Pole vaulting requires speed, strength good technique


by Erich Bogner, Sports Reporter

INDIANOLA, Iowa — In the most basic description, pole vaulting is like doing high jump with a really big stick.

“It starts as a regular run down the runway,” junior Audrey LoVan said. “It’s slightly different than regular running though because you’re supposed to stand a lot taller instead of the forward lean you see with sprinters. You can’t use your arms, obviously, because you have the pole.

“So you’re running straight up and down instead of doing the hips to lips motion. Then you essentially put all of your force against this stationary hole in the ground and you take the pole and you’re trying to swing up and jump at the same time.”

LoVan said you pull and push yourself off the pole at the top and that the goal is to get inverted. She said it’s hard for beginners to get the hang of inversion.

LoVan said the three most important parts of pole vault are speed, strength and good technique.

She started pole vaulting as a freshman at Simpson and originally got interested in it after seeing pole vaulting at the Drake Relays while she was in high school. She said her background in gymnastics and cheerleading helps her control her body while she’s in the air.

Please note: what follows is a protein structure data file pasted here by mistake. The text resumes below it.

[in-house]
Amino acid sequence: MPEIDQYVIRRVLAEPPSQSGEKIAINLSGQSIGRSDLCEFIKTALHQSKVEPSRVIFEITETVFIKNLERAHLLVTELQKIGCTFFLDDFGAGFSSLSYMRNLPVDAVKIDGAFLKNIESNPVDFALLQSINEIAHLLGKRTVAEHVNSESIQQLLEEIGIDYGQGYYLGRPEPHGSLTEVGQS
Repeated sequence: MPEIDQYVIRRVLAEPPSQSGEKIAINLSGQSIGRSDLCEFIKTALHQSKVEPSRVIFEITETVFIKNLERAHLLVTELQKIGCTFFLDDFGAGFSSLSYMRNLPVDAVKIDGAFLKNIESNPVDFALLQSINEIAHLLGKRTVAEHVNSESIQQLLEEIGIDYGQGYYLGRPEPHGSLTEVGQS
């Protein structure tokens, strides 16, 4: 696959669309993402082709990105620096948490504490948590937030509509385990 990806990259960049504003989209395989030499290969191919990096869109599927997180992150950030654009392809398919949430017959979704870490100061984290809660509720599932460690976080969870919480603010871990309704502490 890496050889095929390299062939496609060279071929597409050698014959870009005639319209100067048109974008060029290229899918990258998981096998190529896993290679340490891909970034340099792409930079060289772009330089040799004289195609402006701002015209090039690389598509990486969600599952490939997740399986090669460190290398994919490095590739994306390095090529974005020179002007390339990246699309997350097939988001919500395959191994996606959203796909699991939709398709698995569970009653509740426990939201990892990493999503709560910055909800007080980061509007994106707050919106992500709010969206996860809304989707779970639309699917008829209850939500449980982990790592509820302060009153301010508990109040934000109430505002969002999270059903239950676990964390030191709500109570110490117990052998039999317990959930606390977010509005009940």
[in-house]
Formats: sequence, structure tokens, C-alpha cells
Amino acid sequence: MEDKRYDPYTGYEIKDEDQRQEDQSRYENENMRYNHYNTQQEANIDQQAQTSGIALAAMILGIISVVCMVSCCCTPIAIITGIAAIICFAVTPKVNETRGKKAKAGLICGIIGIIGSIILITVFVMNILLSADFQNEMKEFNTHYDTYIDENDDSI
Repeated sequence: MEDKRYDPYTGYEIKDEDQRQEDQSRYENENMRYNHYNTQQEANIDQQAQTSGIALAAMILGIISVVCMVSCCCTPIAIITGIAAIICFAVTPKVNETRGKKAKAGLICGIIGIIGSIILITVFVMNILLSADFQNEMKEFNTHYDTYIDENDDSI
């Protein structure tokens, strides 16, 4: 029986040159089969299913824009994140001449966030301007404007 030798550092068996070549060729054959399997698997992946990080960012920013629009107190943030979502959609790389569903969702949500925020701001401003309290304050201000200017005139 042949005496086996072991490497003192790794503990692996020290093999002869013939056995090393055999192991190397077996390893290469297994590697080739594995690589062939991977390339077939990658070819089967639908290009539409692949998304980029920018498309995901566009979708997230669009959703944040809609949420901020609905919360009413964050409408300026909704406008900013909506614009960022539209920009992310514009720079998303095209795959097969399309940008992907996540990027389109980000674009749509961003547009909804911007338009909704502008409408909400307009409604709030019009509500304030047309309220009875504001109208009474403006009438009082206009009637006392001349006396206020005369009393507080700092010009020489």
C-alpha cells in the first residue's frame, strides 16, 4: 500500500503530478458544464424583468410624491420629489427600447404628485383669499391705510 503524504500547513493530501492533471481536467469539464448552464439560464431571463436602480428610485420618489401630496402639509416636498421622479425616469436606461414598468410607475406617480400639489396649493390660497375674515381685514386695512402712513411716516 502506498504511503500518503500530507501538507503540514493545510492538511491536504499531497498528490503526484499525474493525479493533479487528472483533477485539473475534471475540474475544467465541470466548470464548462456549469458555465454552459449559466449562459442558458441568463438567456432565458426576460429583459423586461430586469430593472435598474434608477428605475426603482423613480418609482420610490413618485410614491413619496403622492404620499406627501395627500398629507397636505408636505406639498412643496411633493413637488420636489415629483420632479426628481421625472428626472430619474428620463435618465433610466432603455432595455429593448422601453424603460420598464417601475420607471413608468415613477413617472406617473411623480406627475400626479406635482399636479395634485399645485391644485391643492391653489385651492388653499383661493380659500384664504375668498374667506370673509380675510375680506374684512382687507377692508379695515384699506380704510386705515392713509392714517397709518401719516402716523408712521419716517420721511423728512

“My favorite part about pole vaulting is the excitement,” LoVan said. “You don’t really notice that you’re in the air, but you’re in the air and you have this freedom almost. It feels like you’re flying.”

LoVan’s listed outdoor personal best is 2.95 meters or roughly 9.7 feet.

Senior Mitch Stoltzman compared the way pole vaulters vault to being launched from a catapult and said it can be difficult to learn because most people are not accustomed to being catapulted through the air.

Stoltzman started pole vaulting in seventh grade in Minnesota where they have it below the college level. He said from seventh grade through high school, they had to wear helmets while pole vaulting, but in college they are not required to.

The all-time Division III record for pole vault is over 17 feet, and Stoltzman’s personal best is 14 feet 4 1/4 inches.

“It’s a huge adrenaline rush,” Stoltzman said. “From practice to competing, it’s all a rush to tell you the truth. I broke a pole last year when I was competing and it was a whole new experience for me. It was like a shotgun going off in my ear. My ears buzzed for probably three or four hours after it happened. It was crazy.”

He said for someone to be a good vaulter, they have to be good at sprinting, have a lot of upper body strength and a strong core for when they get inverted.